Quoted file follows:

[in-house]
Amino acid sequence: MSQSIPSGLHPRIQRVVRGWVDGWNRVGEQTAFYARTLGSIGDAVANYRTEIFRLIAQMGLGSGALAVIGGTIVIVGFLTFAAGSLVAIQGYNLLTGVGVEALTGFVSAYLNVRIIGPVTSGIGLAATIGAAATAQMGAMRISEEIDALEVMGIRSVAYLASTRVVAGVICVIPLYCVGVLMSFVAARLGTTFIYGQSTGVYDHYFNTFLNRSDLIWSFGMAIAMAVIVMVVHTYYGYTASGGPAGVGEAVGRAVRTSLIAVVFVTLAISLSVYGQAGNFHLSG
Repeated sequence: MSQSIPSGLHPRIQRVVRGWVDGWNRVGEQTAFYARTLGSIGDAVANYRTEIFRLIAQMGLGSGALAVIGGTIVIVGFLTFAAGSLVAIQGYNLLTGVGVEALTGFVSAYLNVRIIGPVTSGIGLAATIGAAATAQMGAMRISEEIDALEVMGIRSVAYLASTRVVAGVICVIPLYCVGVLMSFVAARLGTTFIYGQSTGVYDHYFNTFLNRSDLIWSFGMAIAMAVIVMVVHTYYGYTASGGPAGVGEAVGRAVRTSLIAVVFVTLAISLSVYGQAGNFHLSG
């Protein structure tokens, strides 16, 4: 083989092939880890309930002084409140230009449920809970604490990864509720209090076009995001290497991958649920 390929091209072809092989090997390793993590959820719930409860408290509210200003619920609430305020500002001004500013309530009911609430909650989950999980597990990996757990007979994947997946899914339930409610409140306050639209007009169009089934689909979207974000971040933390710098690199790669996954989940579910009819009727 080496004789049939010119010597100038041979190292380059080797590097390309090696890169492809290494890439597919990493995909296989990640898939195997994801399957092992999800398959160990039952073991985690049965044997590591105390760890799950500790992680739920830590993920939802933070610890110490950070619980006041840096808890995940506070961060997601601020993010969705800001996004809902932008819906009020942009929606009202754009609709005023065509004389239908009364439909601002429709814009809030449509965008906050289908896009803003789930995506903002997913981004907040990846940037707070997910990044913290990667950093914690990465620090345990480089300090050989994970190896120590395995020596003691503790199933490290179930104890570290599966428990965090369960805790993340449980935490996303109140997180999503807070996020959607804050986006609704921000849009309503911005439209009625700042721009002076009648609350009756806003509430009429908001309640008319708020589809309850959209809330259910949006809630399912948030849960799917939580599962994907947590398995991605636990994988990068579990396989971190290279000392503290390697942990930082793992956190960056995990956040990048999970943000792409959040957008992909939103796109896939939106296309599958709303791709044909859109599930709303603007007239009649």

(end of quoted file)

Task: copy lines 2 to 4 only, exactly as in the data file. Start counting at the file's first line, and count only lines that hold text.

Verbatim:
Amino acid sequence: MSQSIPSGLHPRIQRVVRGWVDGWNRVGEQTAFYARTLGSIGDAVANYRTEIFRLIAQMGLGSGALAVIGGTIVIVGFLTFAAGSLVAIQGYNLLTGVGVEALTGFVSAYLNVRIIGPVTSGIGLAATIGAAATAQMGAMRISEEIDALEVMGIRSVAYLASTRVVAGVICVIPLYCVGVLMSFVAARLGTTFIYGQSTGVYDHYFNTFLNRSDLIWSFGMAIAMAVIVMVVHTYYGYTASGGPAGVGEAVGRAVRTSLIAVVFVTLAISLSVYGQAGNFHLSG
Repeated sequence: MSQSIPSGLHPRIQRVVRGWVDGWNRVGEQTAFYARTLGSIGDAVANYRTEIFRLIAQMGLGSGALAVIGGTIVIVGFLTFAAGSLVAIQGYNLLTGVGVEALTGFVSAYLNVRIIGPVTSGIGLAATIGAAATAQMGAMRISEEIDALEVMGIRSVAYLASTRVVAGVICVIPLYCVGVLMSFVAARLGTTFIYGQSTGVYDHYFNTFLNRSDLIWSFGMAIAMAVIVMVVHTYYGYTASGGPAGVGEAVGRAVRTSLIAVVFVTLAISLSVYGQAGNFHLSG
């Protein structure tokens, strides 16, 4: 083989092939880890309930002084409140230009449920809970604490990864509720209090076009995001290497991958649920 390929091209072809092989090997390793993590959820719930409860408290509210200003619920609430305020500002001004500013309530009911609430909650989950999980597990990996757990007979994947997946899914339930409610409140306050639209007009169009089934689909979207974000971040933390710098690199790669996954989940579910009819009727 080496004789049939010119010597100038041979190292380059080797590097390309090696890169492809290494890439597919990493995909296989990640898939195997994801399957092992999800398959160990039952073991985690049965044997590591105390760890799950500790992680739920830590993920939802933070610890110490950070619980006041840096808890995940506070961060997601601020993010969705800001996004809902932008819906009020942009929606009202754009609709005023065509004389239908009364439909601002429709814009809030449509965008906050289908896009803003789930995506903002997913981004907040990846940037707070997910990044913290990667950093914690990465620090345990480089300090050989994970190896120590395995020596003691503790199933490290179930104890570290599966428990965090369960805790993340449980935490996303109140997180999503807070996020959607804050986006609704921000849009309503911005439209009625700042721009002076009648609350009756806003509430009429908001309640008319708020589809309850959209809330259910949006809630399912948030849960799917939580599962994907947590398995991605636990994988990068579990396989971190290279000392503290390697942990930082793992956190960056995990956040990048999970943000792409959040957008992909939103796109896939939106296309599958709303791709044909859109599930709303603007007239009649």